Fisheries and Oceans Canada has prepared a socio-economic framework in support of SARA that describes when and how socio-economic analysis should be conducted for aquatic species and presents related guidelines. This framework includes guidance on Fisheries and Oceans Canada’s stakeholder and peer review process and is consistent with overarching federal guidance.
Environment Canada has developed a socio-economic screening tool to help identify and provide a preliminary assessment of the socio-economic issues that may arise in connection with the decision to list a species. The tool also is designed to assist in determining the appropriate depth of socio-economic analysis that may be needed by decision-makers, given the particular biological, geographic, ecological, cultural and economic circumstances within which the species occurs.
There is an intention to discuss the further development of Environment Canada’s screening tool with an external advisory group, with a view to further improving it and better integrating it into the overall consultations process for listing of species.
Environment Canada, Fisheries and Oceans Canada, and the Parks Canada Agency remain firmly committed to building on existing work to engage Aboriginal peoples throughout the SARA cycle of assessment, protection, recovery planning, implementation, and monitoring and evaluation. The departments are investigating initiatives in the areas of improved mechanisms for involvement, funding for capacity building, and a strengthened process for involving wildlife management boards in the North.
The National Aboriginal Council on Species at Risk (NACOSAR)
NACOSARwas established under SARA to advise the Minister of the Environment on the administration of the Act, and provide advice and recommendations to the Canadian Endangered Species Conservation Council. It consists of six representatives of the Aboriginal peoples of Canada selected by the Minister based on recommendations from Aboriginal organizations that the Minister considers appropriate.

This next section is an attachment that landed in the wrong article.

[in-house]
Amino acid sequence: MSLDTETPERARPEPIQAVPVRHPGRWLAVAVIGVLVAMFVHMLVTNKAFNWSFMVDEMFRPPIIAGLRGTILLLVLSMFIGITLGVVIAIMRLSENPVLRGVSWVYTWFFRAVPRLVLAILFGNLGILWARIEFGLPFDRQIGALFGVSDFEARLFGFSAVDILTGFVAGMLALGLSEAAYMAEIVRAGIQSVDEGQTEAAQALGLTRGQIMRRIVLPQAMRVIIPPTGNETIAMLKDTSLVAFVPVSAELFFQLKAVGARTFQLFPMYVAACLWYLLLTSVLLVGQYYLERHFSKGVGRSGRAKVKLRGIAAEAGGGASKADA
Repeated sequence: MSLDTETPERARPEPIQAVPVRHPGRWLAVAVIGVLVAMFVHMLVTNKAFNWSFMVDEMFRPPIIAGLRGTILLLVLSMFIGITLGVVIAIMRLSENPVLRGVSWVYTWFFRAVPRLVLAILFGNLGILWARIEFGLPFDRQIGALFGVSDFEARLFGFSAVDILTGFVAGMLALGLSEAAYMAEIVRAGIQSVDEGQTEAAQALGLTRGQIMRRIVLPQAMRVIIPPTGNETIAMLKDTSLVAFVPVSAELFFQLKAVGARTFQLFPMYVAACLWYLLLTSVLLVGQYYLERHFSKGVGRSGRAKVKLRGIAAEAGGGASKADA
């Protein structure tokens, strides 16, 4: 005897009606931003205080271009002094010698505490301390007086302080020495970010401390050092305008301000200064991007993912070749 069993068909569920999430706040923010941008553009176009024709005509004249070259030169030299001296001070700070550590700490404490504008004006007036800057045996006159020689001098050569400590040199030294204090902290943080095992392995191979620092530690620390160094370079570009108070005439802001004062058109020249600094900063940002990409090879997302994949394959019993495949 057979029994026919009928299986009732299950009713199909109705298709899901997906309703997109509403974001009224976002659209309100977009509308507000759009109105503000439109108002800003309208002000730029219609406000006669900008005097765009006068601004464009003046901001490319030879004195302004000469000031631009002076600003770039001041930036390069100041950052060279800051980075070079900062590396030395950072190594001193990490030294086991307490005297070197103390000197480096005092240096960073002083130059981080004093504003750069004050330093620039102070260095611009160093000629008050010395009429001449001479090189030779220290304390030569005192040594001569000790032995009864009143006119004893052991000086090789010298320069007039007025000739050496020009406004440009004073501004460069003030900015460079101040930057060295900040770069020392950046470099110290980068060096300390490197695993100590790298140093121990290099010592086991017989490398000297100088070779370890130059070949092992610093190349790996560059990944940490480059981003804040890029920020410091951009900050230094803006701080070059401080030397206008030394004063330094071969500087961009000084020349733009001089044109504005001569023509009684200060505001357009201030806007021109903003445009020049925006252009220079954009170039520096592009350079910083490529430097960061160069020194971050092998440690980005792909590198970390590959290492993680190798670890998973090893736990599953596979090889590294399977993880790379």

The council’s current objectives include: establishing a clear and transparent process for transferring advice to the Minister and Environment Canada; ensuring the long-term stability and capacity of the council; identifying species at risk issues of particular concern to Aboriginal peoples; addressing the use and protection of Aboriginal traditional knowledge; and enabling Aboriginal participation in species at risk conservation.
In support of these objectives over the coming year, NACOSARhas been asked to provide input to the departments on criteria for the funding programs (see below), develop an Aboriginal engagement framework, conduct an analysis of Aboriginal involvement in SARA recovery planning processes, and advise on Aboriginal involvement in the Habitat Stewardship Program.
COSEWIC’s Aboriginal Traditional Knowledge Subcommittee
Under SARA, COSEWICmust conduct assessments using the best available information on the biological status of a species, including scientific knowledge, community knowledge and Aboriginal traditional knowledge. COSEWICrecently established an Aboriginal Traditional Knowledge subcommittee as a means to strengthen the consistent use of Aboriginal traditional knowledge in its species assessments.
Aboriginal Funds for Species at Risk have been established to support the ability of Aboriginal peoples to work cooperatively with departments on species protection and recovery actions. The funds also provide for the sharing of Aboriginal traditional knowledge as a key component of species recovery measures, and help build stronger working relationships among those engaged in protection and recovery actions. There are two separate funds:
- Aboriginal Capacity Building Fund is designed to help Aboriginal organizations and communities across Canada build capacity to enable them to help in the protection of species at risk; and
- Aboriginal Critical Habitat Protection Fund is designed to work toward meeting the high priority needs of habitats that are home to many endangered and threatened species.
Environment Canada and Fisheries and Oceans Canada are working to develop a common approach to project funding by developing a shared vision of goals and expected outcomes. Consultation with Aboriginal peoples on the funds is providing a better understanding of Aboriginal perspective on the use of these funds. The departments are committed to improve efficiency in the administration of the funds and priorities that are identified through a shared understanding between government and Aboriginal people of the best use of the funds.